Skip to main content
The Globe and Mail
Support Quality Journalism.
The Globe and Mail
First Access to Latest
Investment News
Collection of curated
e-books and guides
Inform your decisions via
Globe Investor Tools
per week
for first 24 weeks

Enjoy unlimited digital access
Enjoy Unlimited Digital Access
Get full access to
Just $1.99per week for the first 24weeks
Just $1.99per week for the first 24weeks
var select={root:".js-sub-pencil",control:".js-sub-pencil-control",open:"o-sub-pencil--open",closed:"o-sub-pencil--closed"},dom={},allowExpand=!0;function pencilInit(o){var e=arguments.length>1&&void 0!==arguments[1]&&arguments[1];select.root=o,dom.root=document.querySelector(select.root),dom.root&&(dom.control=document.querySelector(select.control),dom.control.addEventListener("click",onToggleClicked),setPanelState(e),window.addEventListener("scroll",onWindowScroll),dom.root.removeAttribute("hidden"))}function isPanelOpen(){return dom.root.classList.contains(}function setPanelState(o){dom.root.classList[o?"add":"remove"](,dom.root.classList[o?"remove":"add"](select.closed),dom.control.setAttribute("aria-expanded",o)}function onToggleClicked(){var l=!isPanelOpen();setPanelState(l)}function onWindowScroll(){window.requestAnimationFrame(function() {var l=isPanelOpen(),n=0===(document.body.scrollTop||document.documentElement.scrollTop);n||l||!allowExpand?n&&l&&(allowExpand=!0,setPanelState(!1)):(allowExpand=!1,setPanelState(!0))});}pencilInit(".js-sub-pencil",!1); // via darwin-bg var slideIndex = 0; carousel(); function carousel() { var i; var x = document.getElementsByClassName("subs_valueprop"); for (i = 0; i < x.length; i++) { x[i].style.display = "none"; } slideIndex++; if (slideIndex> x.length) { slideIndex = 1; } x[slideIndex - 1].style.display = "block"; setTimeout(carousel, 2500); } //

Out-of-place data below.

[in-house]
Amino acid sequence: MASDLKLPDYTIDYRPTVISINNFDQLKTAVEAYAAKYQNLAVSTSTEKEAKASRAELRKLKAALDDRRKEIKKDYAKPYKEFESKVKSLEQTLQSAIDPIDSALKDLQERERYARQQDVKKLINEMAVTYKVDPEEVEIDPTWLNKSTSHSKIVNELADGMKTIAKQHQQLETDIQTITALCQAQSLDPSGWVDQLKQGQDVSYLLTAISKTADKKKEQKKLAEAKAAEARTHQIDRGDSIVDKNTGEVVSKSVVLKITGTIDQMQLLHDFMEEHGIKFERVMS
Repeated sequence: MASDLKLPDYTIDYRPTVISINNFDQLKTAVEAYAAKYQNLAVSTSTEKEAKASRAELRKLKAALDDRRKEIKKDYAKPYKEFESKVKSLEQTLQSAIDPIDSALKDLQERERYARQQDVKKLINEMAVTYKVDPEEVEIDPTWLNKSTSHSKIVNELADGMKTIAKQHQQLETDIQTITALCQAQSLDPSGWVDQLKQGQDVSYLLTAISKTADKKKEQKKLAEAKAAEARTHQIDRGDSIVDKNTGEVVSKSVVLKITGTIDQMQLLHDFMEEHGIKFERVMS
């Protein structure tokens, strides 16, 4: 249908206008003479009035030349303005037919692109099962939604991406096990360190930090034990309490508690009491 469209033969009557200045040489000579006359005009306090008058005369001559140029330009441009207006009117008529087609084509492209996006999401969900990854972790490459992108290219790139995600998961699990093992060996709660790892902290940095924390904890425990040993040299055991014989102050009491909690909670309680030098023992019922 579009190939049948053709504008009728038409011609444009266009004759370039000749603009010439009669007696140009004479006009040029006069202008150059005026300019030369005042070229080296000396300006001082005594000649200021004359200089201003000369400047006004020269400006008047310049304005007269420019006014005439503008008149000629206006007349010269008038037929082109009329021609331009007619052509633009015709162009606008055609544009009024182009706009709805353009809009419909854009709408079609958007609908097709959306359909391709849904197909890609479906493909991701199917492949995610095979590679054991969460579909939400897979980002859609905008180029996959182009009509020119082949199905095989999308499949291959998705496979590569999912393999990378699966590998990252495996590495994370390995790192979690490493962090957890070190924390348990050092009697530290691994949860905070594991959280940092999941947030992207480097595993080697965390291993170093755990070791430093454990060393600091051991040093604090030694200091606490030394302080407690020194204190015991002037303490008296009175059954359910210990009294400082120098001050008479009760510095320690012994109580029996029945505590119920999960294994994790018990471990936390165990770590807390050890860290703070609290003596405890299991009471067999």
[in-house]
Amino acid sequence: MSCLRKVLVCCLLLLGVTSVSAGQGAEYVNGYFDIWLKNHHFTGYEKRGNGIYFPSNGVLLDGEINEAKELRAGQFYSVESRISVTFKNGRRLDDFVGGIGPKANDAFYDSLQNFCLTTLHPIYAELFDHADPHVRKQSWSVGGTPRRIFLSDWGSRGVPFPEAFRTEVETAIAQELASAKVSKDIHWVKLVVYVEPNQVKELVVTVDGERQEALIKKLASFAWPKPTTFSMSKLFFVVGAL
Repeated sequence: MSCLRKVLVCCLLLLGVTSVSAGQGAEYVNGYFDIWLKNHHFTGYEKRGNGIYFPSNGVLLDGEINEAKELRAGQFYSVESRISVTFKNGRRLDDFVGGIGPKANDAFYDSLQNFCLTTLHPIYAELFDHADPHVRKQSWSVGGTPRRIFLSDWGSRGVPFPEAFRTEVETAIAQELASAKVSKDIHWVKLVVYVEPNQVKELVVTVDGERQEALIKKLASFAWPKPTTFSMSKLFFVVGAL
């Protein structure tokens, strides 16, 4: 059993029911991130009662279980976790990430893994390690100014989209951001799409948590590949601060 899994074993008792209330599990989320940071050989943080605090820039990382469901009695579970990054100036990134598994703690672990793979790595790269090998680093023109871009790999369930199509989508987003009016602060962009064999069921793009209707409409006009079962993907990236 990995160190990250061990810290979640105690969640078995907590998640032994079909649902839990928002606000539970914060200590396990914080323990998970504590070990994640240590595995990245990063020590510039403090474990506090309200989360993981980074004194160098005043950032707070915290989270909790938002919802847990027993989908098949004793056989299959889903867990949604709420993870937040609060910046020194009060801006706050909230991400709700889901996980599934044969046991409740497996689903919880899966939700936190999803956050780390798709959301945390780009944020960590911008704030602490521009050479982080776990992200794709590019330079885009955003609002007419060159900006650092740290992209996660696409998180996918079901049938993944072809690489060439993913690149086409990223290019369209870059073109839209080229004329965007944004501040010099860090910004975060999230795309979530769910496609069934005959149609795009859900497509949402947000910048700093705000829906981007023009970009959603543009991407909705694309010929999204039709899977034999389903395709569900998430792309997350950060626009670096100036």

About four years ago, Tony Mahabir, a certified financial planner, landed a new client with an exciting back story. An employee of an aviation company, the person was one of about a dozen co-workers splitting a $50-million-plus lottery win.

The windfall was a shock and, in some ways, a burden.

“The challenge with sudden wealth is everybody’s knocking on your door,” explains Mr. Mahabir, who is chief executive officer of CANFIN Financial Group, a Toronto-based wealth management firm. Family and friends come looking for handouts, charities ask for donations and unscrupulous money “advisors” lurk.

Story continues below advertisement

Not everyone comes into money quite so quickly or publicly, of course. Canadians become affluent in a variety of ways, from entrepreneurs selling a successful business to lucky baby boomers unloading their detached homes in Vancouver.

More millionaires are being minted all the time. According to the Capgemini World Wealth Report 2017, the number of high-net-worth Canadians – those with at least US$1-million in assets, not including their primary home – grew by 11.3 per cent in 2016, to 357,000. Their financial assets grew by 11.7 per cent, far exceeding the global growth rate of 7.6 per cent. The number of wealthy people increased south of the border by only 7.5 per cent during that same period.

Experts recommend sitting on sudden wealth until you are able to get your bearings.

Visual Generation Inc./iStockPhoto

But not all of those high-net-worth people feel like millionaires, says Mark Therriault, a partner and financial advisor with Nicola Wealth Management in Vancouver. That’s partly because a million dollars doesn’t go very far these days, especially in Canada’s larger cities.

“The reality is that a millionaire – compared to 30 years ago – doesn’t mean the same thing,” he says.

Regardless, here is some advice from financial advisors to help the newly rich make sound decisions about their dollars and cents.

Slow down

A cash windfall can be a shock to the system, says Susan Bradley, a certified financial planner and founder of the Sudden Money Institute in Palm Beach Gardens, Fla. She is a longtime financial guru to North American lottery winners and others managing sudden wealth.